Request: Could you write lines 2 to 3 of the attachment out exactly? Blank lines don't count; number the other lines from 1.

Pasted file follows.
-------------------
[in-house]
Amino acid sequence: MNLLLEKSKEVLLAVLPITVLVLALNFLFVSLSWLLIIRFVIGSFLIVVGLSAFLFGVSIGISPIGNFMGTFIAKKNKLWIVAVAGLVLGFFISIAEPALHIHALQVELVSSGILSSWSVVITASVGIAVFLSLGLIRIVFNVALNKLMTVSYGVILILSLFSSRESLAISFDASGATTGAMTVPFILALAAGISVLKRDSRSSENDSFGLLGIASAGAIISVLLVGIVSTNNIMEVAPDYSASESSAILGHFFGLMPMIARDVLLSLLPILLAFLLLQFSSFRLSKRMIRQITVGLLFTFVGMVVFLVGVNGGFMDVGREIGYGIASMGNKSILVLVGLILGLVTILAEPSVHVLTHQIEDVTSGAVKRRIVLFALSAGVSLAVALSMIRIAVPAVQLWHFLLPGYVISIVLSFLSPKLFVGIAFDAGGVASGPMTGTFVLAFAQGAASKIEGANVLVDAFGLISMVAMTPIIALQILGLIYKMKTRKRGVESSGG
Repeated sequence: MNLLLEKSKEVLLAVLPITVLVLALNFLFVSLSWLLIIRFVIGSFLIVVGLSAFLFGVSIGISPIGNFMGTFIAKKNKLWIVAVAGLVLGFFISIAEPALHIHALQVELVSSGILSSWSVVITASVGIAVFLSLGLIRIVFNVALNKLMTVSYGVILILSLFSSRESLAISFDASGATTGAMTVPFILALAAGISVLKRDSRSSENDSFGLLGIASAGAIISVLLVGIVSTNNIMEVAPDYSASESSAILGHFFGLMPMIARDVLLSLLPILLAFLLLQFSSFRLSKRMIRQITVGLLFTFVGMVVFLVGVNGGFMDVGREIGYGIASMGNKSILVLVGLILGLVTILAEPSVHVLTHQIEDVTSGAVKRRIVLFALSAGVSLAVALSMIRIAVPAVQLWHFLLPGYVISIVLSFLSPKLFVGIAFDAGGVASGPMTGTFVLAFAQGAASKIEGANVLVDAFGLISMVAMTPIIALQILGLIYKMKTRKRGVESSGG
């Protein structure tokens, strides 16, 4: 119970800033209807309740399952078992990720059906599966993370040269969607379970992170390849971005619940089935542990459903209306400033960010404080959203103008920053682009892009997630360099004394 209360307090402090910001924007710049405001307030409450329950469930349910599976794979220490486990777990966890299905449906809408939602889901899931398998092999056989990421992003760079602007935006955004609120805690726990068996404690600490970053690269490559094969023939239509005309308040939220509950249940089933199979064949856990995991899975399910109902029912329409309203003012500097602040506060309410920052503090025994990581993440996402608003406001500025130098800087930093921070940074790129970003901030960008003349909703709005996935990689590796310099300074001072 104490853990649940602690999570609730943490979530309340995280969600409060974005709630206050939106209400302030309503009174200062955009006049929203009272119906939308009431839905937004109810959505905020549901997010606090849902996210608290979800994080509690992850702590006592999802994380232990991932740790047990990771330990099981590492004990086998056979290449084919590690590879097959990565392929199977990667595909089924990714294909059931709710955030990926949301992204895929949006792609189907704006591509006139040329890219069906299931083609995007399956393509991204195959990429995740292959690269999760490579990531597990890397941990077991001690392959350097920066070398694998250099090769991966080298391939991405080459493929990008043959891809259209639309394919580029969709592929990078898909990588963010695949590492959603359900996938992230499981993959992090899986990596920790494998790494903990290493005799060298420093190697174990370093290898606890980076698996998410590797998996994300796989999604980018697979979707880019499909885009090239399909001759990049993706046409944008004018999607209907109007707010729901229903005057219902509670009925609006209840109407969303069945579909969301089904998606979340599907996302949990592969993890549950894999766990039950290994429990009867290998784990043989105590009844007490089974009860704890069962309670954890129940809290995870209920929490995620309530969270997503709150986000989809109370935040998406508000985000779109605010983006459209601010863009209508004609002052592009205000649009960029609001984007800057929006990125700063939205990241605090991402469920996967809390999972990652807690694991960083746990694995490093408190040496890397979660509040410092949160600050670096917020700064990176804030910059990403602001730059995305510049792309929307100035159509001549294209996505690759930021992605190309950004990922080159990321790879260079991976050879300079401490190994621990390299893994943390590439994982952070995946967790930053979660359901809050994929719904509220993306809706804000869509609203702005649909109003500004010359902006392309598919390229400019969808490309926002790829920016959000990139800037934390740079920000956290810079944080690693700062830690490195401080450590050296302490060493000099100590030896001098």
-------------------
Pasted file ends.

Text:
Amino acid sequence: MNLLLEKSKEVLLAVLPITVLVLALNFLFVSLSWLLIIRFVIGSFLIVVGLSAFLFGVSIGISPIGNFMGTFIAKKNKLWIVAVAGLVLGFFISIAEPALHIHALQVELVSSGILSSWSVVITASVGIAVFLSLGLIRIVFNVALNKLMTVSYGVILILSLFSSRESLAISFDASGATTGAMTVPFILALAAGISVLKRDSRSSENDSFGLLGIASAGAIISVLLVGIVSTNNIMEVAPDYSASESSAILGHFFGLMPMIARDVLLSLLPILLAFLLLQFSSFRLSKRMIRQITVGLLFTFVGMVVFLVGVNGGFMDVGREIGYGIASMGNKSILVLVGLILGLVTILAEPSVHVLTHQIEDVTSGAVKRRIVLFALSAGVSLAVALSMIRIAVPAVQLWHFLLPGYVISIVLSFLSPKLFVGIAFDAGGVASGPMTGTFVLAFAQGAASKIEGANVLVDAFGLISMVAMTPIIALQILGLIYKMKTRKRGVESSGG
Repeated sequence: MNLLLEKSKEVLLAVLPITVLVLALNFLFVSLSWLLIIRFVIGSFLIVVGLSAFLFGVSIGISPIGNFMGTFIAKKNKLWIVAVAGLVLGFFISIAEPALHIHALQVELVSSGILSSWSVVITASVGIAVFLSLGLIRIVFNVALNKLMTVSYGVILILSLFSSRESLAISFDASGATTGAMTVPFILALAAGISVLKRDSRSSENDSFGLLGIASAGAIISVLLVGIVSTNNIMEVAPDYSASESSAILGHFFGLMPMIARDVLLSLLPILLAFLLLQFSSFRLSKRMIRQITVGLLFTFVGMVVFLVGVNGGFMDVGREIGYGIASMGNKSILVLVGLILGLVTILAEPSVHVLTHQIEDVTSGAVKRRIVLFALSAGVSLAVALSMIRIAVPAVQLWHFLLPGYVISIVLSFLSPKLFVGIAFDAGGVASGPMTGTFVLAFAQGAASKIEGANVLVDAFGLISMVAMTPIIALQILGLIYKMKTRKRGVESSGG